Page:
Remember, however, that your investigation and any outcomes will not be contingent on the target's approval. The reported problem may represent a threat to other users and the community at large, and may need to be investigated whether the target desires that approach or not. In these cases, it is very important to respect the target's privacy – some targets of harassment choose not to report abuse because they legitimately fear retribution from the harasser.

Replying to non-actionable reports


When a report is non-actionable or contains inaccuracies, it can be tempting to just ignore it or dash off an abrupt "nothing we can do here" reply. Remember, though, that the reporter – for reasons stated above – may have put a great deal of emotional effort into putting the report together. So, how do you respond to these kinds of reports?

The key here is to be empathetic. Sympathize with the reporter. Use soft language where possible, even if the reporter hasn't. If there really is nothing that can be done, and this is confirmed through an investigation, let them know. Give some potential next steps for the reporter. Your target here is to make sure they have at least some way forward, though it may not be totally possible to completely satisfy them with your response.

It's also important to remember that the person who was reported in a non-actionable report may also be upset by the report. This doesn't mean the report was in poor faith; it may be a misunderstanding, or a genuine overreaction. Offer and provide advice to the person reported as well, whether that be cooling an editing conflict or avoiding the user altogether.

What types of reports should go the Wikimedia Foundation's Trust and Safety task force?


The Trust and Safety task force (T&S), within the Support and Safety team (shortened to "SuSa"), deals with severe harassment complaints, performing investigations where appropriate. These can, and have in the past, led to global "office bans" in the most serious of cases.

There are several situations where it might be appropriate to refer a report to T&S:

  • Threats to life and limb: Serious threats, such as death threats or threats of terrorism, may be sent immediately to If you are comfortable doing so, you should also consider contacting your (or the target's) local authorities to report such threats. Assume all threats are serious, even if they don't sound plausible. If you are not comfortable making a call yourself, email the threat into the emergency email.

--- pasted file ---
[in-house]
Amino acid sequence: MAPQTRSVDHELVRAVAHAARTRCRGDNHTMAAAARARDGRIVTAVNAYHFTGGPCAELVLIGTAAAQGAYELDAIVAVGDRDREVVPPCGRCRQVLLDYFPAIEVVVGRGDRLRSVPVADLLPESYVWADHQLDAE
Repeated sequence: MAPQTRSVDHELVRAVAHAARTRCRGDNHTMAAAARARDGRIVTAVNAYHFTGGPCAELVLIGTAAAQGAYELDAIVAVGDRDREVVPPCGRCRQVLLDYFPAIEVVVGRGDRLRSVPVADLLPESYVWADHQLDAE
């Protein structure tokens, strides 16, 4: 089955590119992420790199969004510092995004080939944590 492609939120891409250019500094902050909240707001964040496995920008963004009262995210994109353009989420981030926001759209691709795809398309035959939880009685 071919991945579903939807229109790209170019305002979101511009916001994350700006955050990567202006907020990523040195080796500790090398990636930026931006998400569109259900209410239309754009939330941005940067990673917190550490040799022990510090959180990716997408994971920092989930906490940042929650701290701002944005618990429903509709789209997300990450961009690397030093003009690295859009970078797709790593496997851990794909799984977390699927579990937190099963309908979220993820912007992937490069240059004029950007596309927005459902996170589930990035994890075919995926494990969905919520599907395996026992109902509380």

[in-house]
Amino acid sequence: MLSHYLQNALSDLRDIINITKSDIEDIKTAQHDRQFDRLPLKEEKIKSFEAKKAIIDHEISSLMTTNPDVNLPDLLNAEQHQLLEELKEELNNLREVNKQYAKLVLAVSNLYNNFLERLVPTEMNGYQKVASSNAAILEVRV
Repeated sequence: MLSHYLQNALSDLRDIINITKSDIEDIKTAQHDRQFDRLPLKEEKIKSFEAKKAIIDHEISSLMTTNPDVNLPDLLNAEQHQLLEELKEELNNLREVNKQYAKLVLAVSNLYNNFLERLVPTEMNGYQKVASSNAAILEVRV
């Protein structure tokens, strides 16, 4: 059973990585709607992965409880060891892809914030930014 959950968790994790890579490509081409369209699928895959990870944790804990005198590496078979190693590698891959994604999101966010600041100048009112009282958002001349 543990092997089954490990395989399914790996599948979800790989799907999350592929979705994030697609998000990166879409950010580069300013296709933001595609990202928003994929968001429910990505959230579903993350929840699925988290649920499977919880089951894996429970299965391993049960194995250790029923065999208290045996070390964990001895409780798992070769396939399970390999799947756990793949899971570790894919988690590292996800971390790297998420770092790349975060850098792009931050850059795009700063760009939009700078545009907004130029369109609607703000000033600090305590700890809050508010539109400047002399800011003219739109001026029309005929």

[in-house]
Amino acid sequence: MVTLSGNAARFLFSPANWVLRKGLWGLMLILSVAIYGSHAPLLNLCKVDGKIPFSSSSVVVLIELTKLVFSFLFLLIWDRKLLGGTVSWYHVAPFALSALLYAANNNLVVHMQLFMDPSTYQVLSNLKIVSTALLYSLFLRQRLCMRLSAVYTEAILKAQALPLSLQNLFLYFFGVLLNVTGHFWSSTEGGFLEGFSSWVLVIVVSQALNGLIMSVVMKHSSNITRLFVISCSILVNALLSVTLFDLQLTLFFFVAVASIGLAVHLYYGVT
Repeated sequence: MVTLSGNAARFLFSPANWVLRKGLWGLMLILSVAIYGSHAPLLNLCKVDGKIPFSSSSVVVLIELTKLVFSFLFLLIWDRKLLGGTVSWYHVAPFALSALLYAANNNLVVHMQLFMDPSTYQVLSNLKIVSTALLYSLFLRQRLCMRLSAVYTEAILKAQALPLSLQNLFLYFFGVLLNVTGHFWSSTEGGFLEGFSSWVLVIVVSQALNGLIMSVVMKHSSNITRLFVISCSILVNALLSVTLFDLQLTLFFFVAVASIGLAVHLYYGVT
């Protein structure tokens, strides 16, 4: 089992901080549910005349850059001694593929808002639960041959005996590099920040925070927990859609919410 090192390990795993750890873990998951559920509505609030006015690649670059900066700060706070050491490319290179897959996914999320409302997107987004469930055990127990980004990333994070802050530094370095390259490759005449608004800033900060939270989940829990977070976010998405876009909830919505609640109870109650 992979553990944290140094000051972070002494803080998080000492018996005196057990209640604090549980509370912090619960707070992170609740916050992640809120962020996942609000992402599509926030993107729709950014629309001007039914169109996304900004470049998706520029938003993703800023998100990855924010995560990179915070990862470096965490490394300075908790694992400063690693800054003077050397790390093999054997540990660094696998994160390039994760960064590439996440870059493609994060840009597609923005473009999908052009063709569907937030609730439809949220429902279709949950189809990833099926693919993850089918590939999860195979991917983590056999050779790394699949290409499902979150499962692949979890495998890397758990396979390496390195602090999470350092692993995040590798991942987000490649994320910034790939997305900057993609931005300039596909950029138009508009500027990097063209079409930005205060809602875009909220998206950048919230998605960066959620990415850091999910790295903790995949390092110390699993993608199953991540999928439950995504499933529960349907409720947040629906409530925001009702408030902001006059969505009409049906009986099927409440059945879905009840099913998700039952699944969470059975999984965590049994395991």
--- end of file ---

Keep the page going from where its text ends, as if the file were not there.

• Serious complaints of harassment: In the case of ongoing and serious harassment, serious enough that you or your team don't feel comfortable handling it yourself, the report may be forwarded to All members of the SuSa team are on this mailing list and can assist with investigating reports if need be.

What types of problems should be redirected to community noticeboards?


Community noticeboards are great for getting more attention onto a problem and for finding people willing to deal with sticky situations. They also enable transparency, and bringing an issue to a noticeboard avoids the appearance of underhanded dealings in disputes.

That having been said, noticeboard are highly visible and open to everyone. As a result, they can result in unwanted attention being focused on harassment victims, up to and including second-guessing and victim blaming. A harassment target may find themselves shamed or mocked by community members in a venue they came to for help. Noticeboard discussions are also often adversarial and hotly contested. Discussions can, and often do, flare out of control quite quickly. For this reason, we'd recommend not redirecting harassment reports to community noticeboards if there is a better option available.

What types of problems can an administrator or functionary handle individually?


Clear-cut cases of harassment, involving obvious targeting and bullying, can of course be dealt with by an individual administrator or functionary in accordance with local policy. Such types of harassment are normally easy to spot and, on many projects, uncontentious to deal with, though they can also be among the most persistent of case types. When in doubt, or if a situation expands beyond your comfort zone, it is always appropriate to escalate for assistance.

More difficult cases, such as more subtle harassment or cases involving long-term or otherwise-constructive editors, should be discussed by more than one person prior to any investigation being closed. SuSa would recommend these discussions be done in private, unless it is more appropriate, based on other considerations, to use a noticeboard for this purpose.

What types of problems should be redirected to local functionaries or arbitrators?


If you receive a report addressed directly to you, that doesn't mean you have to deal with it alone, or that you are responsible for resolving it at all. (Though you can do both, if it's appropriate – see below.) Sometimes, these reports are best dealt with by local functionaries or arbitrators. For the reasons stated above, it might be more appropriate to pass cases like this on in private, rather than on-wiki.

All but the most complicated of cases can usually be dealt with by local administrators, though the venue in which they do this depends on the severity of the accusations and, at times, the status of the reporter or reported party.

You'll usually receive reports of harassment from users in good standing. However, you might also receive them from users under editing sanctions, users with a negative reputation in the community, or even users who are blocked or banned from editing. Accordingly, you may want to consider the reporter's (and reportee's) community status when deciding the appropriate venue for referring a matter to functionaries.